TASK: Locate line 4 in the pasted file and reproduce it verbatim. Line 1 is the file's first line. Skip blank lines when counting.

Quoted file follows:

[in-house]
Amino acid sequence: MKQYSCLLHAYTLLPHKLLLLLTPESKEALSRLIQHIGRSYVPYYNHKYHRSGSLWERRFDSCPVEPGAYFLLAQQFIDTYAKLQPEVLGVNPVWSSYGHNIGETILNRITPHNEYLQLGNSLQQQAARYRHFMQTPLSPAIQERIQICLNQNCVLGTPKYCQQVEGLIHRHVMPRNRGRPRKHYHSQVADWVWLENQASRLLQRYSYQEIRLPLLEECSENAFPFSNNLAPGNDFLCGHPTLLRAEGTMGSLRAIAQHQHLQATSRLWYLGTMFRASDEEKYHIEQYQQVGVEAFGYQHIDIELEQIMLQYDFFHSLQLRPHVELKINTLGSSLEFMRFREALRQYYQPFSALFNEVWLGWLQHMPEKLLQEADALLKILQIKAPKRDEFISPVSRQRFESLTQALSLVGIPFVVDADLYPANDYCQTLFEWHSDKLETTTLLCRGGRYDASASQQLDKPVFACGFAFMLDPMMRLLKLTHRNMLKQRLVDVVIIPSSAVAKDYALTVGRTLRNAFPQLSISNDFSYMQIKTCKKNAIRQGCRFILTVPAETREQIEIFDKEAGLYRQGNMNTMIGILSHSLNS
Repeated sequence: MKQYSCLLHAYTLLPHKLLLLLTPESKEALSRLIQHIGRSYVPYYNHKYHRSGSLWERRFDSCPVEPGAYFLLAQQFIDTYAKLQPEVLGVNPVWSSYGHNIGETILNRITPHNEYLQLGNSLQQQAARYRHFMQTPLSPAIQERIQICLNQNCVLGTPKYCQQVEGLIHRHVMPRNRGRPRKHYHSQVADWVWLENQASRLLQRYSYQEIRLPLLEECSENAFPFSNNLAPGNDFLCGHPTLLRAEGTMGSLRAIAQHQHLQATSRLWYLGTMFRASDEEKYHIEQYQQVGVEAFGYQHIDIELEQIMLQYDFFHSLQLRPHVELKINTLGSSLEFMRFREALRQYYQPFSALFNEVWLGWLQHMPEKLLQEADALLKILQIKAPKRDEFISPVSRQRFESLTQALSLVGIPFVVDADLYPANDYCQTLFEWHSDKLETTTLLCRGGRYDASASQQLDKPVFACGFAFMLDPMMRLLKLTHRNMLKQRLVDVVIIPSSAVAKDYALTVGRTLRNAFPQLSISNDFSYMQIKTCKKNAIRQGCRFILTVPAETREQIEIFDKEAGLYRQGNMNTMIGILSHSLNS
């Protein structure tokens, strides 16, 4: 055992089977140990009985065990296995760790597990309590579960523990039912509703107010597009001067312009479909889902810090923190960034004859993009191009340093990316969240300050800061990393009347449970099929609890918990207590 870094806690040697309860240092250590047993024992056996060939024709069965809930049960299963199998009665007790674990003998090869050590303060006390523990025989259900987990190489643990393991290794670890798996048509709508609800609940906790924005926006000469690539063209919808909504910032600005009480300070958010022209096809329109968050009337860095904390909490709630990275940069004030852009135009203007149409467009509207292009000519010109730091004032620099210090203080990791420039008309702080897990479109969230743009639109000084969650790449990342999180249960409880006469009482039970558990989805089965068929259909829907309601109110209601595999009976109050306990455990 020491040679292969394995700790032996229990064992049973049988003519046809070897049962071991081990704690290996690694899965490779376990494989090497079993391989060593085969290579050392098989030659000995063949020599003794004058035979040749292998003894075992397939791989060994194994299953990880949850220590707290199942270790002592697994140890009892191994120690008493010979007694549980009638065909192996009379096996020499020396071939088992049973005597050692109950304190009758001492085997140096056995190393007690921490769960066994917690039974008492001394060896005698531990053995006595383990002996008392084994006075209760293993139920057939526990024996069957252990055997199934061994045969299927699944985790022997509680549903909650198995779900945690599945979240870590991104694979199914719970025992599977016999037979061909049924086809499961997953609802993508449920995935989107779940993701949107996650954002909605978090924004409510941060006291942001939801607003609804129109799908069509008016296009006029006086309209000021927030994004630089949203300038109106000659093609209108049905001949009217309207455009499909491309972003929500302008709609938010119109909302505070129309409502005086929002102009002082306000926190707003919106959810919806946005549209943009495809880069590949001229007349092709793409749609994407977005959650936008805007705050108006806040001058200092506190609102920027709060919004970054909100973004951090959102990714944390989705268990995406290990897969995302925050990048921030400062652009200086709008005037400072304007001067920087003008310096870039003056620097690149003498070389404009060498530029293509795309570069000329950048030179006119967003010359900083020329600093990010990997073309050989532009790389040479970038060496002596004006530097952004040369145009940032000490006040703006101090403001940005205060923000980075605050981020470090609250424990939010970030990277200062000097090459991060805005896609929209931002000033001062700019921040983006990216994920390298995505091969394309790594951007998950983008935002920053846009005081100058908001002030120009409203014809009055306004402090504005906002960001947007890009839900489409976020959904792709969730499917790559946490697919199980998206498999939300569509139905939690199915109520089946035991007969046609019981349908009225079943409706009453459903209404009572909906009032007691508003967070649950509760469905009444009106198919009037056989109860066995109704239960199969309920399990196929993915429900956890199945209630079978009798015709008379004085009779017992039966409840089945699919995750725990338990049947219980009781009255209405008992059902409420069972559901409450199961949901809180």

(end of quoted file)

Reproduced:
């Protein structure tokens, strides 16, 4: 055992089977140990009985065990296995760790597990309590579960523990039912509703107010597009001067312009479909889902810090923190960034004859993009191009340093990316969240300050800061990393009347449970099929609890918990207590 870094806690040697309860240092250590047993024992056996060939024709069965809930049960299963199998009665007790674990003998090869050590303060006390523990025989259900987990190489643990393991290794670890798996048509709508609800609940906790924005926006000469690539063209919808909504910032600005009480300070958010022209096809329109968050009337860095904390909490709630990275940069004030852009135009203007149409467009509207292009000519010109730091004032620099210090203080990791420039008309702080897990479109969230743009639109000084969650790449990342999180249960409880006469009482039970558990989805089965068929259909829907309601109110209601595999009976109050306990455990 020491040679292969394995700790032996229990064992049973049988003519046809070897049962071991081990704690290996690694899965490779376990494989090497079993391989060593085969290579050392098989030659000995063949020599003794004058035979040749292998003894075992397939791989060994194994299953990880949850220590707290199942270790002592697994140890009892191994120690008493010979007694549980009638065909192996009379096996020499020396071939088992049973005597050692109950304190009758001492085997140096056995190393007690921490769960066994917690039974008492001394060896005698531990053995006595383990002996008392084994006075209760293993139920057939526990024996069957252990055997199934061994045969299927699944985790022997509680549903909650198995779900945690599945979240870590991104694979199914719970025992599977016999037979061909049924086809499961997953609802993508449920995935989107779940993701949107996650954002909605978090924004409510941060006291942001939801607003609804129109799908069509008016296009006029006086309209000021927030994004630089949203300038109106000659093609209108049905001949009217309207455009499909491309972003929500302008709609938010119109909302505070129309409502005086929002102009002082306000926190707003919106959810919806946005549209943009495809880069590949001229007349092709793409749609994407977005959650936008805007705050108006806040001058200092506190609102920027709060919004970054909100973004951090959102990714944390989705268990995406290990897969995302925050990048921030400062652009200086709008005037400072304007001067920087003008310096870039003056620097690149003498070389404009060498530029293509795309570069000329950048030179006119967003010359900083020329600093990010990997073309050989532009790389040479970038060496002596004006530097952004040369145009940032000490006040703006101090403001940005205060923000980075605050981020470090609250424990939010970030990277200062000097090459991060805005896609929209931002000033001062700019921040983006990216994920390298995505091969394309790594951007998950983008935002920053846009005081100058908001002030120009409203014809009055306004402090504005906002960001947007890009839900489409976020959904792709969730499917790559946490697919199980998206498999939300569509139905939690199915109520089946035991007969046609019981349908009225079943409706009453459903209404009572909906009032007691508003967070649950509760469905009444009106198919009037056989109860066995109704239960199969309920399990196929993915429900956890199945209630079978009798015709008379004085009779017992039966409840089945699919995750725990338990049947219980009781009255209405008992059902409420069972559901409450199961949901809180």